A Journal of Observational Laryngology

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When Mucus Seems to Be Causing Your Cough or Throat Clearing – But Isn’t

By Robert W. Bastian, MD

We all have experience trying to manage mucus that is causing us a problem. Sometimes, such as during an upper respiratory infection, our bodies over-produce mucus, in which case we cough it up, blow it out, or “dry it up” with decongestants. Other times, mucus may become thick and crusted, in which case we thin it out by drinking more fluids, using a humidifier and Neti pot, or taking over-the-counter mucolytics. And, if mucus becomes purulent, we treat it with antibiotics.

When Apparent Mucus Is Not the Problem
When it comes to coughing and throat-clearing, however, there are two kinds of circumstances in which mucus might seem to be the cause, but actually is not:

1. When a sensation of mucus is felt, but, while hard to believe, there is not any actual mucus present
2. When mucus is indeed present, but it is the result of coughing rather than its cause

At Bastian Voice Institute we have seen hundreds of cough and throat-clearing patients who at first cannot identify with either circumstance #1 or circumstance #2, but for whom one of the two above circumstances in fact applies. These patients were all diagnosed not with a “mucus” problem, but instead with sensory neuropathic cough or throat clearing.12 For patients like these, it is crucial to recognize when the cause of their cough or throat clearing seems to be, but is not mucus; rather, the cause is a sensory neuropathic disorder. If a patient does not recognize this, he or she can get sidetracked, continuing to focus on and manage the mucus without ever improving the cough or throat clearing.

Circumstance #1 In More Detail: When Mucus Is Clearly “Felt” but the Mucus Is Not Actually There
This patient may interpret a completely convincing sensation of mucus (dripping or suddenly filling the throat) as being actual mucus, when in fact it isn’t. Consider, for example, the following composite anecdote.

A middle-aged woman had been coughing for more than 10 years. There were so many episodes of coughing each day, and some so violent and protracted, that it was seriously diminishing her quality of life. Co-workers were annoyed; family members were distressed. The several particularly bad episodes of coughing each day were brutal: she would vomit or nearly vomit due to the violence of her attacks. Sometimes she also experienced leaking of urine.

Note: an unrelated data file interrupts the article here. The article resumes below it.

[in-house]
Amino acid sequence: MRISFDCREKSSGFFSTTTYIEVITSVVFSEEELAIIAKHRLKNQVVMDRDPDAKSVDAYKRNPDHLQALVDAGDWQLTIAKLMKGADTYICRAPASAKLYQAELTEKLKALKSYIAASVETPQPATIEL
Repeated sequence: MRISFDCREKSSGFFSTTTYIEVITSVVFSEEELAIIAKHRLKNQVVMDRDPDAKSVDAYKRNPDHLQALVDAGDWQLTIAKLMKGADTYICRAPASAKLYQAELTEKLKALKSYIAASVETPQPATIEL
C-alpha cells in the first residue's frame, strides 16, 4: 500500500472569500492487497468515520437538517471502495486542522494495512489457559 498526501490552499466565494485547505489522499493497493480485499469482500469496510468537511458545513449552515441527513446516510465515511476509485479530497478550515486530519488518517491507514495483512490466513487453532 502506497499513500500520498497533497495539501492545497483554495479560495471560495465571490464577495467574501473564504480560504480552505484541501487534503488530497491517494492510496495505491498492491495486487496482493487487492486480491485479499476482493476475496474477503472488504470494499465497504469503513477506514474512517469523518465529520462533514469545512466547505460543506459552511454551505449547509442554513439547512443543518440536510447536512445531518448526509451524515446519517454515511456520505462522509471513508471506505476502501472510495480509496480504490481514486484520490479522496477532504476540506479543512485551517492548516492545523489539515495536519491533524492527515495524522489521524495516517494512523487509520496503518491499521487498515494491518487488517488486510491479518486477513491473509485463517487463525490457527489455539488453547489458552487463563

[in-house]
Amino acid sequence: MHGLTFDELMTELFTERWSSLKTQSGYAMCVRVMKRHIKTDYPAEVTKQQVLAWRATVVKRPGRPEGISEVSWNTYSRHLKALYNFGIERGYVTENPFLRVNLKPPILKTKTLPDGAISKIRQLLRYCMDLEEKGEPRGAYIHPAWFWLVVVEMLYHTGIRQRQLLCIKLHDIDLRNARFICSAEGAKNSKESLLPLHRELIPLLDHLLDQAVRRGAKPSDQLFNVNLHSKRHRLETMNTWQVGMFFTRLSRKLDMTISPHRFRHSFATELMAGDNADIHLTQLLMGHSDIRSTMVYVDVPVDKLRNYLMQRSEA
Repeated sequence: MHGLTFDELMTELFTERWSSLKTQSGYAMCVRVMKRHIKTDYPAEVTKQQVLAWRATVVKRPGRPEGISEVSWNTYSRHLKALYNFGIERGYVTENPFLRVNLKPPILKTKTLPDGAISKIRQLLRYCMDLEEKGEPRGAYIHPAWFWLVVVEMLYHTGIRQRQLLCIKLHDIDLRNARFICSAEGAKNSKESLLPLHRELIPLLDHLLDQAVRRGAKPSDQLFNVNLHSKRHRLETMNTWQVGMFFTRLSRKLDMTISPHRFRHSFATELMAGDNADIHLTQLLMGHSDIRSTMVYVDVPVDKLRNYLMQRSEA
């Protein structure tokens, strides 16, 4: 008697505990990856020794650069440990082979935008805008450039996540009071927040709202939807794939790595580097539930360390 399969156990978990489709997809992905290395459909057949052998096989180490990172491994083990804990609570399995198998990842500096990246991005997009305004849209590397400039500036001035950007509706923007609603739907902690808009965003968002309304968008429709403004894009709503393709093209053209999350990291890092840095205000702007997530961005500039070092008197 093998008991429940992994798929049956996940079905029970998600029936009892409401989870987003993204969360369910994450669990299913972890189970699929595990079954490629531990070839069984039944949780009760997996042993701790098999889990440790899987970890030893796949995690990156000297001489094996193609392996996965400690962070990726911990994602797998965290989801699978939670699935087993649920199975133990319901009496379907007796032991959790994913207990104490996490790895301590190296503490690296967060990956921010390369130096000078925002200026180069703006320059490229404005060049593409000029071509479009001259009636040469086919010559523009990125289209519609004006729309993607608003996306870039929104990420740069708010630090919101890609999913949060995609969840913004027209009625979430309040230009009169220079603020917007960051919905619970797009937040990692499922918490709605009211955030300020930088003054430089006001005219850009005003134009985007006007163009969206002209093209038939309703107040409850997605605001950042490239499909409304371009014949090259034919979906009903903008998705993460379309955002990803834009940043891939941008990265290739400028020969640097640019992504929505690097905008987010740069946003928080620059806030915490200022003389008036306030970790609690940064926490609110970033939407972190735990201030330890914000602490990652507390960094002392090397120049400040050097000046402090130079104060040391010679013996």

During her visit with me, she explained that the typical initiator of the coughing attacks was a sensation of mucus dripping down the back of her throat. Every conceivable treatment for this “dripping mucus,” applied across the years, had made no difference. Later, during that same initial evaluation, when a videoendoscope had been inserted and was recording a view inside her throat and voicebox, she suddenly began to exclaim, “There! It’s dripping! It’s dripping! It is going to make me cough!”

I asked her where it was dripping. Struggling not to cough, she told me urgently and animatedly that it was in her throat, and pointed to the upper-middle neck. All this time, the videoendoscope was still in position, recording video. She continued to insist that there was mucus actively “dripping” there, and after 20 or 30 seconds of valiantly struggling to resist, she began a severe episode of coughing. At no time was there any mucus visible. There was none within the throat or voicebox or upper windpipe, and none in the back of the nose.

I then reviewed the video-recorded examination with her, second by second, leading up to and including the initial 30 seconds of her attack, to show that
in fact there was no mucus, but instead only the sensation of mucus. I went on to explain the cause for this sensation: a neuropathy. A neuropathy (that is, damaged nerves) usually causes pain, but for individuals with sensory neuropathic cough or throat clearing, the neuropathy instead causes an abrupt false sensation of varying types – the sensation of a “feather,” “sandpaper,” “pinprick,” a “burning sensation,” a “bubble,” or, as with this patient, “dripping mucus.”

For most of the sensations described above, it is easy to grasp that there is not actually a feather, sandpaper, a pin, or a fire inside the person’s throat. However, since mucus is a normal inhabitant of the throat and chest, it escapes most people – doctors as well as patients – to realize that there may be a subset of people with SNC who experience “mucus” without there being any actual, or any sufficiently explanatory, mucus. Thus, the patient gets treated as if he or she did have “problem” mucus, of course with no benefit.

Circumstance #2: When Mucus Is Only the Result of Coughing
The second coughing scenario is one in which mucus is indeed produced and can even be spit out as proof (“foamy white” doesn’t count – that is